A beautiful article by Karma Nabulsi for the London Review of Books on the state of the Palestinian liberation movement:
Palestinians are currently trapped in a historical moment that—as the contemporary world sees it—belongs to the past. The language the situation demands had life only inside an ideology which has now disappeared.
Everyone else has moved on. In a world whose intellectual framework is derived from university courses in postcolonial or cultural studies, from the discourse of post-nationalism, or human rights, or global governance, from post-conflict and security literature, the Palestinians are stuck fast in historical amber.
Echoing the thoughts of many (but not yet enough for why are they not out shouting in the streets?), Robin Blackburn opens his recent article "For a Public Utility Finance System" with this crucial statement:
It is truly astonishing that a crisis caused by the bankers has to be solved at the expense of nurses, teachers, pensioners, students and the unemployed.
In addition to advocating the general share levy that Blackburn defends in his book Age Shock, the key conclusion of this essential article is:
The banks—large and small—could be obliged to issue shares equivalent to 40 per cent of their annual profits, to a regional network of social funds. Using these funds as their security the regional funds could then draw up—in association with local elective bodies—a ten year programme of productive investment, embracing both public and private ventures.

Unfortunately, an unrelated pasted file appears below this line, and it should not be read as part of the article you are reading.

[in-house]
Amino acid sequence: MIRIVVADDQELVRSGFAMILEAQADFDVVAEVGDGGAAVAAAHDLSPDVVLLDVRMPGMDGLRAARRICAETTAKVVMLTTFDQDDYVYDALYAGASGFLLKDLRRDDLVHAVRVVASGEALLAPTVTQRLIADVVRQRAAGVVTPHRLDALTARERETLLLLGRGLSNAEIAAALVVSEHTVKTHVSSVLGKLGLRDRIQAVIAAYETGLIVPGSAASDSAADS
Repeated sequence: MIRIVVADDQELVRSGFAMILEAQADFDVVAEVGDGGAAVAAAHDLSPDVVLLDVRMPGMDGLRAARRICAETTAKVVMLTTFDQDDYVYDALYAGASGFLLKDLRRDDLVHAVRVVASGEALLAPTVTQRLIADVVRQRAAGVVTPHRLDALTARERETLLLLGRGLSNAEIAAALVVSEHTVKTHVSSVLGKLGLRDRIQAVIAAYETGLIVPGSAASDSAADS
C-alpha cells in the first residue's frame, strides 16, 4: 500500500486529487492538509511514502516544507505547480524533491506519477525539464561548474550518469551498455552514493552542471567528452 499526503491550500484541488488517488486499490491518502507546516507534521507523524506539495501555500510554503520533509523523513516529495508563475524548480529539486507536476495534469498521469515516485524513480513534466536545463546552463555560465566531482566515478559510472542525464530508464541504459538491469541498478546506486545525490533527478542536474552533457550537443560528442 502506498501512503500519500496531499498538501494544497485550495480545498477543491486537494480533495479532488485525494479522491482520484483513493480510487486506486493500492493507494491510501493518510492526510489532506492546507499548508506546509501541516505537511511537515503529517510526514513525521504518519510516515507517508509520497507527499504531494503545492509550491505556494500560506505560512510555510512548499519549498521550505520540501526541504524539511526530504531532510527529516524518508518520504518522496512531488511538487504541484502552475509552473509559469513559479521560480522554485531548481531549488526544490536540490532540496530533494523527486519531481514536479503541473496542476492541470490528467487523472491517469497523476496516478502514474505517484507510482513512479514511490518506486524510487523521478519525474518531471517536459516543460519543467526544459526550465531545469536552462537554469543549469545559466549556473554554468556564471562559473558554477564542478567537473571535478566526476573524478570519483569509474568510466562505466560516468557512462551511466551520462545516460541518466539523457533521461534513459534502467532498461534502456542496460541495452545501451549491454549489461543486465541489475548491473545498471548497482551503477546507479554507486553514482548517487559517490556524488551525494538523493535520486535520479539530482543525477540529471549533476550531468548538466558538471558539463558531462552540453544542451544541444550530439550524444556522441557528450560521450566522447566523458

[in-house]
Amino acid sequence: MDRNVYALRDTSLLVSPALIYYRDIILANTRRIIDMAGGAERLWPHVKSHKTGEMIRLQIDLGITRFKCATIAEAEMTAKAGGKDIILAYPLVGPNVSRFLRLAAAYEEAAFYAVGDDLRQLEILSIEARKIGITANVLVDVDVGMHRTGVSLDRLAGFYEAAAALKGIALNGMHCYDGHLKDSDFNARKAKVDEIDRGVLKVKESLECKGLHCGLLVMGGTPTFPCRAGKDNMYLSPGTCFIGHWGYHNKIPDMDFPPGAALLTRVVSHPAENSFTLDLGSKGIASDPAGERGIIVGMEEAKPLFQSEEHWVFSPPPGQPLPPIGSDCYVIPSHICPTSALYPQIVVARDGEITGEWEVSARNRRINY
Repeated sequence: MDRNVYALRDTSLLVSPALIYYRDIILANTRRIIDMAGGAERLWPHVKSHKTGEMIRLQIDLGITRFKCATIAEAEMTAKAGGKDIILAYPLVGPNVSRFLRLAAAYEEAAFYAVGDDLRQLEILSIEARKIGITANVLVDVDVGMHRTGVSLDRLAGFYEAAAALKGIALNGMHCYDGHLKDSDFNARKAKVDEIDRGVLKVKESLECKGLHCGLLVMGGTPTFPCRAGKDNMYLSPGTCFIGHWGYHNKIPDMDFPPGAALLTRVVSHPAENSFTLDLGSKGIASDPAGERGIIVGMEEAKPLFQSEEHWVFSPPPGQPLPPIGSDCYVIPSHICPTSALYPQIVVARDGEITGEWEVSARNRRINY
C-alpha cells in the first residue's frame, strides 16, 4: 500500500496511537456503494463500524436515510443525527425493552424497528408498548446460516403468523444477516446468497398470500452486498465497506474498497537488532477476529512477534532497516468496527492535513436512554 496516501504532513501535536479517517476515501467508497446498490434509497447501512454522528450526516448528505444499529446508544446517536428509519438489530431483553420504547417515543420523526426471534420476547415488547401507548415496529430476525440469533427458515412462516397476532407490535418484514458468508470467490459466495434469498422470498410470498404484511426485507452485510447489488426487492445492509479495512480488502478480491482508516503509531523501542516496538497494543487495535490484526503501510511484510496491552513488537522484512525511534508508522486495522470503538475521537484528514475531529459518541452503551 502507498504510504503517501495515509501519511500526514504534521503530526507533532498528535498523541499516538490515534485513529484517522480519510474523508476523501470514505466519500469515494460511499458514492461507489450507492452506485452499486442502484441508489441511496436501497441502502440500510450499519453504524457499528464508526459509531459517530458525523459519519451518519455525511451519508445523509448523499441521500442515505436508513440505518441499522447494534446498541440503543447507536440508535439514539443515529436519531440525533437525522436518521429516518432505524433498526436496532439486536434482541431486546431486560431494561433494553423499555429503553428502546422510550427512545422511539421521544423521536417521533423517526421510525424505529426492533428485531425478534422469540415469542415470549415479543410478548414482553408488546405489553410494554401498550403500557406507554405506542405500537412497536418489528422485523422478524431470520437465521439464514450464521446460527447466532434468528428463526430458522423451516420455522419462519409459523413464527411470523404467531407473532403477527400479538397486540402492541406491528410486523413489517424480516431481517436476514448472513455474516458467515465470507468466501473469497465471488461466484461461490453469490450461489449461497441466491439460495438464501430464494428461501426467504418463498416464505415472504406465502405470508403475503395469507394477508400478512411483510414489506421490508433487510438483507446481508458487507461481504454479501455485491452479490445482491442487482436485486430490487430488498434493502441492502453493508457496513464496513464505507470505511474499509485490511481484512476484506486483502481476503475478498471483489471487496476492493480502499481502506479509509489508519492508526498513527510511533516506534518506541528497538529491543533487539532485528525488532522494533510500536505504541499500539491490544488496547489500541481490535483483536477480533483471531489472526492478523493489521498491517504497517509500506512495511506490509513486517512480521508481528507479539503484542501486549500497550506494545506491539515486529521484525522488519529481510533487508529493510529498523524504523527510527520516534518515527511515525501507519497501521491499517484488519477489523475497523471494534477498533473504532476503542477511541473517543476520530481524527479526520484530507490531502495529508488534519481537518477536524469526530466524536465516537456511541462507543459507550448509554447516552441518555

And in case we wondered whether this kind of measure is intended as a transitional demand:
The classic device of 20th century socialism was the nationalisation of industry. In the 21st century the key institution may well prove to be the publicly-owned and controlled financial fund.
Visit New Left Project to read the article in full (highly recommended.)
In an extended—and fascinating—article for the Sri Lanka Guardian, Vijay Prashad finds cause to mention Tariq Ali's similarly myth-busting The Obama Syndrome:
The Obama Syndrome: Surrender at Home, War Abroad documents the collapse of the Myth into a thousand pieces (David Remnick's The Bridge admits to much of the same defenestration of a New Deal charter into the Potomac, where it floated past the Pentagon to hearty cheers). Tariq indicts Obama for hypocrisy and a failure of nerve, whether in dealing with the banking crisis or the escalation in Afghanistan. The charge sheet is comprehensive, but of course not exhaustive ...
Visit the Sri Lanka Guardian to read the article in full.